National No. 4 versus No. 6 /7? You’d figure tight hockey would be on tap.
That’s just what happened Sunday afternoon when fourth-ranked Boston College played host to Hockey East’s other top-10 club – Merrimack. The squad’s played to a 2-2 tie thanks to a late, regulation tally from Connor Toomey and a scoreless extra frame.
The game finished without an overtime tally, although the Warriors did net a puck with seconds to spare. MC thought it had the game one after Kyle Singleton slapped in the rebound of a shot tipped by Rhett Bly with a high stick. Officials immediately waived off the goal, then went to the video for confirmation on the ruling.
As close as the conclusion was, the ice was at times tilted one way or another.
The Eagles’ superior offensive talents were on display from the get-go. BC used its speed and skill to create chances with scissoring entries, drop passes, and cycles. BC’s top line of Chris Kreider, Bill Arnold, and Paul Carey created chances from shift No. 1, when the unit set up blue-liner Patrick Wey with a Grade-A chance from inside the right faceoff dot.
But BC was held scoreless in the first. Credit goes to the MC defense, which covered the slot well and limited BC to just two Grade-A looks in the first, despite a possessional advantage. Goaltender Joe Cannata’s play warrants recognition, as well, as the keeper turned away seven BC shots, with some more worrisome than others.
The goose eggs vanished fast in the second. Paul Carey scored 47 seconds into the frame, jolting a Conte crowd still settling into its seats with a breakaway tally.
“If anybody can figure out a defense to that, please, tell me,” MC coach Mark Dennehy said when asked about Carey’s skill. “We’ll use it.”
It was the start of an offensive frenzy for BC, although the opportunities came easier than the goals. BC would take a 2-1 lead into the second intermission, with Steven Whitney netting the other tally – a short-handed finish assisted by Barry Almeida.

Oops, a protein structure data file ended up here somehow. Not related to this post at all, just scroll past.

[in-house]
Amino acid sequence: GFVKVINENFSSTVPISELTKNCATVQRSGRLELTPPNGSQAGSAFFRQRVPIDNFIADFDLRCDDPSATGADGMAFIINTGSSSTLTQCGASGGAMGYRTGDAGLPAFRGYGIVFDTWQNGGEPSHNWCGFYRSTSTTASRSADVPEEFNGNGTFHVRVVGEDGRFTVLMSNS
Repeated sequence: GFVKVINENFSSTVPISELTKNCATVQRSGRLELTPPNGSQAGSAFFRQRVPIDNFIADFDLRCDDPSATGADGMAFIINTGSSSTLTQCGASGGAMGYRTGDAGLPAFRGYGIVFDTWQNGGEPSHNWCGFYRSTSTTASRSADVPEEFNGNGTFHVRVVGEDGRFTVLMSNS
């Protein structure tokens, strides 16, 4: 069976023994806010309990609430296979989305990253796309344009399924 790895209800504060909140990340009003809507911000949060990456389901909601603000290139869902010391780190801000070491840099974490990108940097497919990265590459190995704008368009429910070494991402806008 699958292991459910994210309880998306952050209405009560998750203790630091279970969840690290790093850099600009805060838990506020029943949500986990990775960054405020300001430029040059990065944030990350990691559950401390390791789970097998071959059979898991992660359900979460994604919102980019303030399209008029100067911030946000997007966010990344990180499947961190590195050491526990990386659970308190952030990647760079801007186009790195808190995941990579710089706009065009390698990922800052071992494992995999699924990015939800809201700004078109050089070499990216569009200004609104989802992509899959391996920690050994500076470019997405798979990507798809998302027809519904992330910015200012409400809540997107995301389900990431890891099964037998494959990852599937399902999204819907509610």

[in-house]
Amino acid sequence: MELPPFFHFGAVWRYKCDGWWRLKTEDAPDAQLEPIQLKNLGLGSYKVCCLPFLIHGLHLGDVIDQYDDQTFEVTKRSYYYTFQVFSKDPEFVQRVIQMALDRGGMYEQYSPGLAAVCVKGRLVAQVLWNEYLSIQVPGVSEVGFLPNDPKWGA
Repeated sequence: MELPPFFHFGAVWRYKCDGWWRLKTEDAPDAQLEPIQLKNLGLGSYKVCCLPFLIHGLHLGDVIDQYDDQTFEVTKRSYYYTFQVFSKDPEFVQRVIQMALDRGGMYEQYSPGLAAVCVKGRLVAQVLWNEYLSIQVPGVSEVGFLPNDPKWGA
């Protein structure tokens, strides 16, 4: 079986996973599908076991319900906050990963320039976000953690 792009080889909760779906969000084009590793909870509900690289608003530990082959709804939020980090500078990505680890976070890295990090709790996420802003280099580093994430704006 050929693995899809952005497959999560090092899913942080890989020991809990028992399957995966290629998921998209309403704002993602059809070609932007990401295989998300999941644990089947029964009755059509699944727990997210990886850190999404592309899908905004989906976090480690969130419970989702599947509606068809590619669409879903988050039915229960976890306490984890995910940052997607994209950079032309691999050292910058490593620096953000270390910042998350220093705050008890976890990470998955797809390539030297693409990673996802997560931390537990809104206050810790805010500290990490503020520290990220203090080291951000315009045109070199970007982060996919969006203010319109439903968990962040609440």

Filling the space before and after the two goals was an onslaught of minacious looks. The Eagles hit two pipes from point blank, and tested Cannata with seven Grade-A looks. BC fired 22 shots in the period, landing 12.
Cannata was mostly up to the task. Spare the two goals, he turned away most of BC’s looks with the poise and positioning of a veteran pipe-filler. When he needed to go beyond that, he did, like when he denied BC rookie Johnny Gaudreau at point blank with a cross-crease dive.
“We had great offensive chances,” BC coach Jerry York said. “I couldn’t believe it was just a two goal output for us. The goalie has a stake in that. I thought he played well.”
Merrimack’s one second-period tally was the result of a good play and a better bounce. The good play was made by Ryan Flanigan, who held off a BC defender while chasing a dumped puck into the corner. The better bounce came when Flanigan tried centering the puck, as it skipped off the BC defender and floated right to Connor Toomey’s stick at the far post. BC goalie Brian Billett didn’t have a chance.
The holes BC pried open in the second vanished with the start of the third. The Warriors locked down in the defensive zone, holding the Eagles to a single shot on goal in the entire third period.
Merrimack didn’t create a ton of chances, managing just six shots on goal and failing on four third-period power plays. But the Warriors did knot the score on Toomey’s late tip-in, sending the contest to overtime.
The team’s exchanged a few chances in the overtime. Paul Carey had a late look from atop Cannata’s doorstep, and it momentarily looked like Singleton had netted the winner on his overruled goal.
But neither team scored, setting up an intriguing home-and-home between Hockey East’s most lauded squads on Feb. 17 and 18.
“I thought we played well overall, both teams,” Dennehy said. “If we would’ve come away without a point, it wouldn’t have been justice. I guess justice, in Merrimack’s eyes, was served.”